“No single solution can meet our society’s future energy needs. The solution instead will come from a family of diverse energy technologies that share a common thread – they do not deplete our natural resources or destroy our environment.” – The Union of Concerned Scientists, 2005
We may be greedy, but we are also inventive and ingenious. We could find many renewable alternative energy sources that are more in tune with nature to replace our reliance on the fossil fuels, and therefore reduce the effect of global warming.
Every year, oil companies produce more oil than the year before to meet increasing demand. But one day, perhaps in the next 10 years, oil production will peak and then begin to decline, becoming more expensive as the resources dry up. This reality is forcing countries to begin adopting new energy sources or face future economic disaster.
Bioenergy is the energy stored in living things, even after they die. Wood is a good example of bioenergy and has been used to make fires – a source of heat – since humans first learned how to control it.
Biomass is usually burned to release energy. But the carbon dioxide released is the same as the carbon dioxide that the plant took from the atmosphere while growing.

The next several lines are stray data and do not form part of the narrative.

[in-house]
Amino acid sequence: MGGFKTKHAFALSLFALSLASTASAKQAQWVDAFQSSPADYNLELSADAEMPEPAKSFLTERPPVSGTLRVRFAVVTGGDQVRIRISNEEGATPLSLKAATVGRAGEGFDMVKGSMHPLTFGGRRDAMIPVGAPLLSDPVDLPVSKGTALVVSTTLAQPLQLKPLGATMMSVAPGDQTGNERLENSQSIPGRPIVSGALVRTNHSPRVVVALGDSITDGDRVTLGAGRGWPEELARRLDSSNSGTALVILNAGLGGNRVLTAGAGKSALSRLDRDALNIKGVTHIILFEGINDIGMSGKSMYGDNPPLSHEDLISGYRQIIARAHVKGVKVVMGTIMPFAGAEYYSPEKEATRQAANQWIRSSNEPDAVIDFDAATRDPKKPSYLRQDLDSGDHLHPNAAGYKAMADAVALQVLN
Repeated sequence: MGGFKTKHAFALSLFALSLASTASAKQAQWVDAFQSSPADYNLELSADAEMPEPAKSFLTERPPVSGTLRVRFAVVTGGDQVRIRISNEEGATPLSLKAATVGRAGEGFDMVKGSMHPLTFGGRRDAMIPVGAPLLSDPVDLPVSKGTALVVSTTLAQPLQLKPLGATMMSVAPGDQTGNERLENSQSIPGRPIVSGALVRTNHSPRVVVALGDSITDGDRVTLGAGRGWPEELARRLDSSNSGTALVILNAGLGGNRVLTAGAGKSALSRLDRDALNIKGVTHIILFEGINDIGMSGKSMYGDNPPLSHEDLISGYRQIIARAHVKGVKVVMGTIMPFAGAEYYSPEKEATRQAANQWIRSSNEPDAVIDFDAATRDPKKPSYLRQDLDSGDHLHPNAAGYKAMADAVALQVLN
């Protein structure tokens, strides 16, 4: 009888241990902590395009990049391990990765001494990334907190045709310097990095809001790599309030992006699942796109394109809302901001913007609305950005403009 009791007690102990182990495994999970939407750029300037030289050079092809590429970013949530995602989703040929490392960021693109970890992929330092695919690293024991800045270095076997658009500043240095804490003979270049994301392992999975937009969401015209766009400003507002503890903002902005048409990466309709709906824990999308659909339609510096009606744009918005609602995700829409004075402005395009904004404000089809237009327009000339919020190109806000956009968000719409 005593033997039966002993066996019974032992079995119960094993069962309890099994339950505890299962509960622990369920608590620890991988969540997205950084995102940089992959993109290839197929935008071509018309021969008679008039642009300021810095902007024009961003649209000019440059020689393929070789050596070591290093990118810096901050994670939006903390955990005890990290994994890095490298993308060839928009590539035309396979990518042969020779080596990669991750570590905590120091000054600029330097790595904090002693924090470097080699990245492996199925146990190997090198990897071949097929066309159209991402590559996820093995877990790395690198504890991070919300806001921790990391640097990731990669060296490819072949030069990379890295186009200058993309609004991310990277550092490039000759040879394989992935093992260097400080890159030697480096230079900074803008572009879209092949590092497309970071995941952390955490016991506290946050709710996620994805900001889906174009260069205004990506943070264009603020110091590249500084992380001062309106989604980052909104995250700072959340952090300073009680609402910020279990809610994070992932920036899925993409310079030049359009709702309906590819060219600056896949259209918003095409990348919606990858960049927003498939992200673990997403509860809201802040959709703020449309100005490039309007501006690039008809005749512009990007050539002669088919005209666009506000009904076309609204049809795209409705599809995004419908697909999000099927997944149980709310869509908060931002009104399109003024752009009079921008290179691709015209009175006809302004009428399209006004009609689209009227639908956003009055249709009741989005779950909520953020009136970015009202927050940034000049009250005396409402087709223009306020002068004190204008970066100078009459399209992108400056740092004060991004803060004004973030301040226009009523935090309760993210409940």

Thus, bioenergy is considered environmentally friendly.
We consider bioenergy products renewable because they can grow back. Trees and grass can grow back quickly, whereas fossil fuels usually take millions of years to develop.
Energy can be extracted from the wind using wind turbines – large blades that are spun by the wind and generate electricity through turbines. Wind power is the fastest growing renewable energy source.
Today, less than 1% of the world’s energy is produced by wind power, despite the fact that it is in constant supply.
We are able to extract energy from the sun’s rays using photovoltaic cells, thermal turbines or solar water heating.
South Africa has one of the highest levels of sunshine in the world. In South Africa, Eskom plans to build a 100MW solar thermal plant in the Northern Cape. The University
of Stellenbosch has plans for a solar tower consisting of a large chimney with a massive greenhouse at the bottom.
When the greenhouse heats the air inside it, the hot air rises through the tower, spinning turbines as it rises.
But these ideas are far from what is now the norm. Today, we continue to burn fossil fuels, which is ultimately unsustainable.
If you were in government, would you promote expensive, clean solar power or cheaper coal, which is a finite resource and which emits carbon emissions that are dangerous to the environment?
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